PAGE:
The Ken v Boris battle looks done and dusted and for many candidates success will be judged on finishing third and that is a market where Lib Dem Brian Paddick and independent Siobhan Benita look worthy of a lay
Things go from bad to worse for the Conservative Party. In the wake of further damaging revelations about the government's cosy relationship with Rupert Murdoch and subsequent calls for Culture Secretary Jeremy Hunt to quit, the Tories' Yougov poll rating has slipped below 30% for the first time in seven years. With only a few days left before the London Mayoral election, Boris Johnson's team could be forgiven worrying that this emerging anti-Tory narrative might damage their chances.
So far, Boris has remained immune to the various crises affecting his former Bullingdon Club pal David Cameron, although there was a scare in one of last week's polls. Once Yougov had re-allocated second preferences, their poll recorded Ken Livingstone trailing by only 2% - a margin that could be vulnerable if Labour supporters turn out in higher numbers. That prompted Johnson's odds to drift out to 1.32, but since a later Comres survey reported his lead at a year-high of 8%, the Tory candidate has shortened to just 1.2, his lowest mark yet.
Given Boris and Ken's well-publicised history and a campaign that feels like it has lasted an eternity, it's unlikely that any specific London issues are going to sway public opinion at this late stage. Rather if Ken is to turn this around, it will be thanks to either a national effect or his team's ability to motivate Labour voters and maximise turnout. On that score, however, his campaign was dealt a further blow yesterday when Labour peer Lord Sugar repeated his attacks on Ken in the Murdoch-owned Sunday Sun.
Without some dramatic polling news, the main market is unlikely to move much until the results start coming in on Friday morning. Happily though, Betfair
have created a series of alternative markets around the fascinating sub-contest between all the minor candidates. Punters can bet on which minor candidate will earn the highest vote percentage - excluding either the big-two or big-three (in case clarity is required, Lib Dem Brian Paddick is the third favourite!). Another interesting betting option concerns the exact percentage share earned by each candidate - Boris' figure, for example, is under or over 44%.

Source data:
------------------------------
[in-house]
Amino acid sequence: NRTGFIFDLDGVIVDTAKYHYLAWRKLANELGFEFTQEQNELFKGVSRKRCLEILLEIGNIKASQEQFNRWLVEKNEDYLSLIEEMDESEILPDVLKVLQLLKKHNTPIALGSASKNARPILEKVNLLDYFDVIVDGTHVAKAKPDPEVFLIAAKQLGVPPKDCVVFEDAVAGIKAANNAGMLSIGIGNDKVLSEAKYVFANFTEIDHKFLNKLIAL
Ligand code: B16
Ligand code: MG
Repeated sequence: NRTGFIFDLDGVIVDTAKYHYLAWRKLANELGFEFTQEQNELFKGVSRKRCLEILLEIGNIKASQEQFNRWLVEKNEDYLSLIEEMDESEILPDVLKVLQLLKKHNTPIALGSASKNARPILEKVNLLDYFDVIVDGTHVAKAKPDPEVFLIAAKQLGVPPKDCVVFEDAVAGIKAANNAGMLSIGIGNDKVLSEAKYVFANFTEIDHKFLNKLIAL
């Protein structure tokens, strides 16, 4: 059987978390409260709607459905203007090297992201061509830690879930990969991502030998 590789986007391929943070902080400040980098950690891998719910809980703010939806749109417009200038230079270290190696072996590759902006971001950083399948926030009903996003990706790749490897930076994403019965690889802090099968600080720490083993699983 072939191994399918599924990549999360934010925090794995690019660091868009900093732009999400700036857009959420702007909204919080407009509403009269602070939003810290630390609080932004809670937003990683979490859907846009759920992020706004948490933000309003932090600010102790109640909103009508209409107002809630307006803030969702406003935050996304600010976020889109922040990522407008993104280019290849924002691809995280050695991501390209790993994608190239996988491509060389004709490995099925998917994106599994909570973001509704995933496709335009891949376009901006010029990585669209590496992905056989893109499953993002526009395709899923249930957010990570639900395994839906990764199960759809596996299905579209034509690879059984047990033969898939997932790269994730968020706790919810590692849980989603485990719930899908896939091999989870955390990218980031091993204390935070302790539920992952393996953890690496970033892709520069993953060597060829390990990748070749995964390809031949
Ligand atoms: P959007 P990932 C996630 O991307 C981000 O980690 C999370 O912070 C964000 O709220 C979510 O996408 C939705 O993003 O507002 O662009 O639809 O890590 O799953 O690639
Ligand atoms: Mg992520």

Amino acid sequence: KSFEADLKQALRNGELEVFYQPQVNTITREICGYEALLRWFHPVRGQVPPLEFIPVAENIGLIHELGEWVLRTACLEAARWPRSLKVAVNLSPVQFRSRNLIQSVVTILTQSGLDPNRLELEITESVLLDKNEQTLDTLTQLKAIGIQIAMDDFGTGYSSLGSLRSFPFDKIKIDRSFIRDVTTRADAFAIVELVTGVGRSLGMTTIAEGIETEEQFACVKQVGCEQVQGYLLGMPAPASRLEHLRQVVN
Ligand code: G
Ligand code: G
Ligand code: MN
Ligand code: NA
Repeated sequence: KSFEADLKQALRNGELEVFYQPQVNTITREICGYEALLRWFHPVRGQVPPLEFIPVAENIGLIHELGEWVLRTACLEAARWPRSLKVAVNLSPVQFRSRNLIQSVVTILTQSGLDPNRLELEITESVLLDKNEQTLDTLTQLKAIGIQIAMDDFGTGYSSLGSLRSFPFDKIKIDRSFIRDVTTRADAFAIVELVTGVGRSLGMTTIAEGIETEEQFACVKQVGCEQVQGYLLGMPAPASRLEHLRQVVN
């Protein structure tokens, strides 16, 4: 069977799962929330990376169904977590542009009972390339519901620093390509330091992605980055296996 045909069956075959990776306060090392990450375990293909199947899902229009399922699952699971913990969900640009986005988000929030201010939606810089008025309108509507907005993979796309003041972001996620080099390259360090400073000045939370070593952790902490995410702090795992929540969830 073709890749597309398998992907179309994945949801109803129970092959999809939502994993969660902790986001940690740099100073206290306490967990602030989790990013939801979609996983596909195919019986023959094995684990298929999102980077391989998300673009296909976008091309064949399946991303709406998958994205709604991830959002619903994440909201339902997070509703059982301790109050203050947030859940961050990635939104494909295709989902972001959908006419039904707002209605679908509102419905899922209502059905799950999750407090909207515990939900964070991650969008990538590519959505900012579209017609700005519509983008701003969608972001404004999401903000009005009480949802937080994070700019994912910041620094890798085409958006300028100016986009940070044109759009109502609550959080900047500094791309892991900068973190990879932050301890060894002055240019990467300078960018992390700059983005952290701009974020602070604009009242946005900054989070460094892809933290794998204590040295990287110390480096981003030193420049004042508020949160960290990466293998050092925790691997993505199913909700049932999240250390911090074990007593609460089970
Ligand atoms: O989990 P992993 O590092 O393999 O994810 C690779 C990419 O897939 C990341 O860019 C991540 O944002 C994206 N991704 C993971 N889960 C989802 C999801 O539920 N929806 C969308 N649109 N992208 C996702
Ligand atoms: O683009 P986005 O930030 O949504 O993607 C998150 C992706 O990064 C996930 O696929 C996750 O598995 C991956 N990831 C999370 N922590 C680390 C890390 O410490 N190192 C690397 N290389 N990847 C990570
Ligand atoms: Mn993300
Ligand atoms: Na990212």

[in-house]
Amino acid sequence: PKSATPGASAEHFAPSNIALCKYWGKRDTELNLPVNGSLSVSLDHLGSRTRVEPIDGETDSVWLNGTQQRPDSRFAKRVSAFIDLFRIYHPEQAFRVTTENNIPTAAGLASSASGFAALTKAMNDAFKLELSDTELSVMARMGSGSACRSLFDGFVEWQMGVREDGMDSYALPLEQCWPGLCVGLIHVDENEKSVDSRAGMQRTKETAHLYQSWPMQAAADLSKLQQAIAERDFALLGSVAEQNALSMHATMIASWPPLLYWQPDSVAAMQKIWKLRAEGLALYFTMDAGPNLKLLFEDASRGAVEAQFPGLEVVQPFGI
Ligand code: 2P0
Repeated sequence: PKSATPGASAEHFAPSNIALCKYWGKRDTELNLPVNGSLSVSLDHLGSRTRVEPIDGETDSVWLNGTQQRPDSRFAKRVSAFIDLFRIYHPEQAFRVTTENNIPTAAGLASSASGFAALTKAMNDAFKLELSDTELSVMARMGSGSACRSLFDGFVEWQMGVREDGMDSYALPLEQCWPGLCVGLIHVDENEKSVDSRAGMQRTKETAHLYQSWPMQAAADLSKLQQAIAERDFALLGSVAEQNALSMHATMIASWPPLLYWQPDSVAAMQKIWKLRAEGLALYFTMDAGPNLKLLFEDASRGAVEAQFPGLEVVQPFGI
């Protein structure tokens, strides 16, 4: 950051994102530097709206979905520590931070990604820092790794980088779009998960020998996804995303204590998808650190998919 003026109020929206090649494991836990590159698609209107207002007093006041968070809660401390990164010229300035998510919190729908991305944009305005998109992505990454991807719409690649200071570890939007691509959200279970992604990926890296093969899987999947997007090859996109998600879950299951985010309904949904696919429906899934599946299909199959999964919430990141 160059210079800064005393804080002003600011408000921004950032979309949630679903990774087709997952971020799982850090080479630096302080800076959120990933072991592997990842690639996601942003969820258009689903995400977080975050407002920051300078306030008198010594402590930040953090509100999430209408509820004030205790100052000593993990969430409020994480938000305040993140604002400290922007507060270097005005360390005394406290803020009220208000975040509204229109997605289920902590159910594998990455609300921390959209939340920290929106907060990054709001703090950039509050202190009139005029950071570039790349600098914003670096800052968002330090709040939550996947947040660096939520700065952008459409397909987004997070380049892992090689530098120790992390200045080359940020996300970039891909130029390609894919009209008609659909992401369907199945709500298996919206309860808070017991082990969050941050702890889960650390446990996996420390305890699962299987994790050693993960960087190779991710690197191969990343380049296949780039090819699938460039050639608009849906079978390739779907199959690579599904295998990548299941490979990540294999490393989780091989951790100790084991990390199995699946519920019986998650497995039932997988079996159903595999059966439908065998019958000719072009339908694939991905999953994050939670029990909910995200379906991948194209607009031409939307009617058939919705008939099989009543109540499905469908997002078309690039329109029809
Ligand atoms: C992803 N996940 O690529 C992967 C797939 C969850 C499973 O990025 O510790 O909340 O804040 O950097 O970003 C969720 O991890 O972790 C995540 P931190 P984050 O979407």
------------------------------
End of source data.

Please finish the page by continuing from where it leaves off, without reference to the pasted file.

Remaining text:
These markets are relatively new and lack liquidity so far, making it hard to recommend a specific bet. However I will offer three bits of advice.
First, Paddick could well be vulnerable and end up lower than third. That isn't a reflection on his fairly competent campaign, but of his party's dire standing across the land. Even those past Lib Dem supporters who don't feel let down by their coalition antics will be tempted to conclude that theirs is a wasted vote.
In contrast to the Lib Dems, the other minor parties at least appear to stand for certain values and principles. Whereas protest votes have traditionally gone to the Lib Dems, those voters that want to send a message to the political class are far likelier to go Green, UKIP, BNP or for the independent Siobhan Benita - depending on their own politics and concerns. We've seen UKIP and Respect massively under-estimated in recent by-elections and a similar shock could await the Lib Dems on Friday morning. For my money, UKIP are the likeliest threat to Paddick, but I'd be happy to just lay him at short odds-on.
Finally, don't buy into the Siobhan Benita hype. Punters who backed her down to just 30.0 for the Mayoralty have had the worst bet of all time. She has absolutely no chance of winning and will do well to make the top-four. She may look and sound the part, and have some support within the London media and even some anti-Ken Labourites, but she is completely unknown beyond the Westminster Village.
Lay both Brian Paddick & Siobhan Benita for Highest 1st Preference Vote Percentage without Con + Lab